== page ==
To cut down on your child’s anxiety, not to mention the cries of “I’m bored,” we’ve compiled a list of things to prepare them for a hurricane and to keep them entertained.
Tell your children that a hurricane is a giant, rainy windstorm that requires a lot of preparation and precaution.
The more children know about the storm and safety procedures, the more confident they will be. But keep it simple; detailed information is useless if children can’t digest it.
Younger children may have trouble understanding the idea of a hurricane. Talk to them instead about its effects and that it could leave them without electricity.
Using a map, help older children name the states and cities where hurricanes are likely to strike. Have them mark where you live in the hurricane zone.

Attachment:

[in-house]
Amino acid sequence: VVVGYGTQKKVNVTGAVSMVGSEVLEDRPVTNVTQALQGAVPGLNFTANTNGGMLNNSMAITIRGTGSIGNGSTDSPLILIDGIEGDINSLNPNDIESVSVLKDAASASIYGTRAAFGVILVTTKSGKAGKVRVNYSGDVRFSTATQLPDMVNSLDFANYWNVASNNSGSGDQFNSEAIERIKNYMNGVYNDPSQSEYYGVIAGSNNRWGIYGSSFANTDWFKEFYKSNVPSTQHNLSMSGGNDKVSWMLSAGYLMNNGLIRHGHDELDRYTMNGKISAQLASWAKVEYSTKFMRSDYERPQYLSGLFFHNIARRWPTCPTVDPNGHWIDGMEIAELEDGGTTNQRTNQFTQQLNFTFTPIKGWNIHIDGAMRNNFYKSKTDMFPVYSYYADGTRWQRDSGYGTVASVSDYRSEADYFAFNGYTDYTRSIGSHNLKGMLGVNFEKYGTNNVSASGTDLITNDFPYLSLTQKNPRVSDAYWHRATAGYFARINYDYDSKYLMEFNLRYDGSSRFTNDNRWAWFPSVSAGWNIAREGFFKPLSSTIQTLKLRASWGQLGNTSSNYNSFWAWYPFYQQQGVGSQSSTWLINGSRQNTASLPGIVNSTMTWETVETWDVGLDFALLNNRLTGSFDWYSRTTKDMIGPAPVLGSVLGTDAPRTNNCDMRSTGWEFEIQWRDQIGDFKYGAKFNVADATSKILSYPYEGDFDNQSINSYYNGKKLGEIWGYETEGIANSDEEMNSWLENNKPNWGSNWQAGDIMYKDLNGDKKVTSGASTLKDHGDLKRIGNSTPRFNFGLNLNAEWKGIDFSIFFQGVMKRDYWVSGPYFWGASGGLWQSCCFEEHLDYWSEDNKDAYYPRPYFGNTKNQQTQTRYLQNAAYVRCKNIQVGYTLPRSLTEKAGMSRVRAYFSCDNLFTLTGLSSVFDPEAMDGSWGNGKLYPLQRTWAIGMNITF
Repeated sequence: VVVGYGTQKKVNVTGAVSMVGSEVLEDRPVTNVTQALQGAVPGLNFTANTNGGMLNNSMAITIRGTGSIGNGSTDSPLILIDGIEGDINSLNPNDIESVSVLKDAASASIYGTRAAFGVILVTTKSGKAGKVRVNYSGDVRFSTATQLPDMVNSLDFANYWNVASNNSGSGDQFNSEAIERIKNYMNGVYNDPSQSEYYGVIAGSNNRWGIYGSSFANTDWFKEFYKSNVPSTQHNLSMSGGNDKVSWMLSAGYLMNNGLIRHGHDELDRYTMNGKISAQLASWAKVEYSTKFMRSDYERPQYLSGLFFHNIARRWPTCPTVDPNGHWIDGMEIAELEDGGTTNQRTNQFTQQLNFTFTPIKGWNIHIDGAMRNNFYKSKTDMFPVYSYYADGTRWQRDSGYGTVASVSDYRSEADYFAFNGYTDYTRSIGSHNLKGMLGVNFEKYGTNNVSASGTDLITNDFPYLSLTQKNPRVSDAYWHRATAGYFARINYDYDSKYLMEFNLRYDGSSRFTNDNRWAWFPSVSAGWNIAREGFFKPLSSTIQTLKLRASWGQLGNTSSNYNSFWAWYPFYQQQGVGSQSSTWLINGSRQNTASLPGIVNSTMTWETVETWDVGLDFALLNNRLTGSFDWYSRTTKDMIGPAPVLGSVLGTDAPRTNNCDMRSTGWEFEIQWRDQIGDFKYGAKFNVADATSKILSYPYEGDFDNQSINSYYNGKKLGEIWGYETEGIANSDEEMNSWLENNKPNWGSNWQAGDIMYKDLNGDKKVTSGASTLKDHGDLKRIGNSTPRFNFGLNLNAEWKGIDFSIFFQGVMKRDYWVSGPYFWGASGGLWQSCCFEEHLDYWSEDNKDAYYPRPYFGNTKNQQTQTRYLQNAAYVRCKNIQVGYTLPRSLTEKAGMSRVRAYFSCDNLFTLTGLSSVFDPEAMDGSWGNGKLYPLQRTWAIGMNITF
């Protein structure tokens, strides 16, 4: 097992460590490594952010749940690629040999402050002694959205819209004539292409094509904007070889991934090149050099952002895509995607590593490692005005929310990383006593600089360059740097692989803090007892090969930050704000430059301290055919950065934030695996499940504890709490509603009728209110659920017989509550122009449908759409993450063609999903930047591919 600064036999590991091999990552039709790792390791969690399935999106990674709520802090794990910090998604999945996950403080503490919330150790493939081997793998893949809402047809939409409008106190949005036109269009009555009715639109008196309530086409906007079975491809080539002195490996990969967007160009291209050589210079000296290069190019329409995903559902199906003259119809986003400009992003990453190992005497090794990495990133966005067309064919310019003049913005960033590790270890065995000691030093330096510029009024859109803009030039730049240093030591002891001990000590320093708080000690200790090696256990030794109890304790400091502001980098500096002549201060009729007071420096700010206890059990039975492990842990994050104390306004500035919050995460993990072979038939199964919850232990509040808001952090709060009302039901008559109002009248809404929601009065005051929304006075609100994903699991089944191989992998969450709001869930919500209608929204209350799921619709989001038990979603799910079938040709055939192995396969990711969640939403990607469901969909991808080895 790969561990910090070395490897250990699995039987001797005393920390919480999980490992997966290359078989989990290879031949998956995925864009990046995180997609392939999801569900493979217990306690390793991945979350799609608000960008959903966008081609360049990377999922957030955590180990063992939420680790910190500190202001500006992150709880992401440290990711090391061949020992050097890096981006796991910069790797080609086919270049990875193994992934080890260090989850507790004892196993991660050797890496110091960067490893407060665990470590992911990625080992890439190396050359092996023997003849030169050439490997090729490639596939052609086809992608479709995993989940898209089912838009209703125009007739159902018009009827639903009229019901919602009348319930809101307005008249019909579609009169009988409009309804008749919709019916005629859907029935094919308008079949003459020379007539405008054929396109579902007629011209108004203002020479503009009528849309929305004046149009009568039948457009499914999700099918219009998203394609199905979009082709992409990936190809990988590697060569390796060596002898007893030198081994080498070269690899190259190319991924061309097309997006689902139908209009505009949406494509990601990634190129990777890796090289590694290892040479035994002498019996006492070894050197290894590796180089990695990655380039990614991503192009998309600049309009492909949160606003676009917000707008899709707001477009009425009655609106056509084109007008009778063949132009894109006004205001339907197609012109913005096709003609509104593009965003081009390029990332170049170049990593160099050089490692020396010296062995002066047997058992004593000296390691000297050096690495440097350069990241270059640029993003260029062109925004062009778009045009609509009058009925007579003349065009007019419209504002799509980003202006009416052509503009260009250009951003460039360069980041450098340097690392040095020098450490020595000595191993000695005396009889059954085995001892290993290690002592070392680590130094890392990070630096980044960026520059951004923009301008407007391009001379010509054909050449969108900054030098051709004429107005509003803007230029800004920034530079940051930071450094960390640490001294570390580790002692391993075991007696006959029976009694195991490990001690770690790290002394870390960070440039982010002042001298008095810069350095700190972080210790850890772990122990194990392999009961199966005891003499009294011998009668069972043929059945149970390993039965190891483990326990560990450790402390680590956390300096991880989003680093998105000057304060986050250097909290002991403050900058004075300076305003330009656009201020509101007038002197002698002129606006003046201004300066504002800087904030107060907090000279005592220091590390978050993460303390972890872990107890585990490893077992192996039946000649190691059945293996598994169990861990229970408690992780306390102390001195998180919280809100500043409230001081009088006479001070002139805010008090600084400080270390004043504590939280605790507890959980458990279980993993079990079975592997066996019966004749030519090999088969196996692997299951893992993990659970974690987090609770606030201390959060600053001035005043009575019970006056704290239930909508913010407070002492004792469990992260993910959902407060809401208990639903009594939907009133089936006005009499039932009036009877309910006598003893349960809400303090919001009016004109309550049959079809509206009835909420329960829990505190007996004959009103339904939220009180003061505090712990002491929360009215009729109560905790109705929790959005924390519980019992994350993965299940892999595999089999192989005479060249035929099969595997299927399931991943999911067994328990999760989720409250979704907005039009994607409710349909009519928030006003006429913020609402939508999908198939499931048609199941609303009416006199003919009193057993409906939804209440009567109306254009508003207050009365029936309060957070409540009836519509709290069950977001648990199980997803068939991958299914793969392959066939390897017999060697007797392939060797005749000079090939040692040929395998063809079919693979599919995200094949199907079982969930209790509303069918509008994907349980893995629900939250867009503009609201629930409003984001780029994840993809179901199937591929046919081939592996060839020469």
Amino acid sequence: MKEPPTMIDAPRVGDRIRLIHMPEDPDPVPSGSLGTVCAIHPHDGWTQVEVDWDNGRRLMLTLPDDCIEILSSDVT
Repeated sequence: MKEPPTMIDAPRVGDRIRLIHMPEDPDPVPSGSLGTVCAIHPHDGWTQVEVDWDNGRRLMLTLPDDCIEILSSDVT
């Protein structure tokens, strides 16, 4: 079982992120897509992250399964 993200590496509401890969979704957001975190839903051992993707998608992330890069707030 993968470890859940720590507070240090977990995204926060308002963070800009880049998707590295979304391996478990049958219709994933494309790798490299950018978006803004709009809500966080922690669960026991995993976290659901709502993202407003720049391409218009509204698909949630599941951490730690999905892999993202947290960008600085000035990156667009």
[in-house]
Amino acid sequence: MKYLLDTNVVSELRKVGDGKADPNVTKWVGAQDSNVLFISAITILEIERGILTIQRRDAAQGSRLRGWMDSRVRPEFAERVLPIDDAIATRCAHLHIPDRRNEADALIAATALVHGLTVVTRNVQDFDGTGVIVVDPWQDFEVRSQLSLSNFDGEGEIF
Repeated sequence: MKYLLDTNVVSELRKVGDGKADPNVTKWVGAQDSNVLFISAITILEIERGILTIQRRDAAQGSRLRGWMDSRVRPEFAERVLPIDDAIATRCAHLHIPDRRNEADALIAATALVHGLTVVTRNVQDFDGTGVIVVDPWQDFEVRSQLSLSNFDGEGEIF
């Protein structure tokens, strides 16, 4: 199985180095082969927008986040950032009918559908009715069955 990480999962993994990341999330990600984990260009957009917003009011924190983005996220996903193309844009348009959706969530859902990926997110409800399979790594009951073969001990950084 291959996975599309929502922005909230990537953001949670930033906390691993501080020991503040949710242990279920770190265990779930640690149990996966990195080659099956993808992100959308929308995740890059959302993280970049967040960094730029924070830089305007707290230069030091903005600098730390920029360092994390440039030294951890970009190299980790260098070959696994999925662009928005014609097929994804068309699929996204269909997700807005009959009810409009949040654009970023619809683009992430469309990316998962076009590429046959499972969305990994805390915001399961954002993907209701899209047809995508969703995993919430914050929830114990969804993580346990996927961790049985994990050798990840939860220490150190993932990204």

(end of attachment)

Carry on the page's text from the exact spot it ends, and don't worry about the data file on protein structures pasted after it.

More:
Ask children, whatever their age, to make a list of what they do during a typical day. Explain to them that those activities might change if a hurricane hits: School might close; they may not get to play outside; they may have to eat different foods.
Involve kids in preparations
It’s important for children to feel they are a part of the preparations. Allow children to help plan and pack safety kits, help check hurricane shutters and make preparations for their pets.
Children should be reminded of their hurricane lessons throughout the year; a crash course in hurricanes only hours before one arrives may cause them to panic.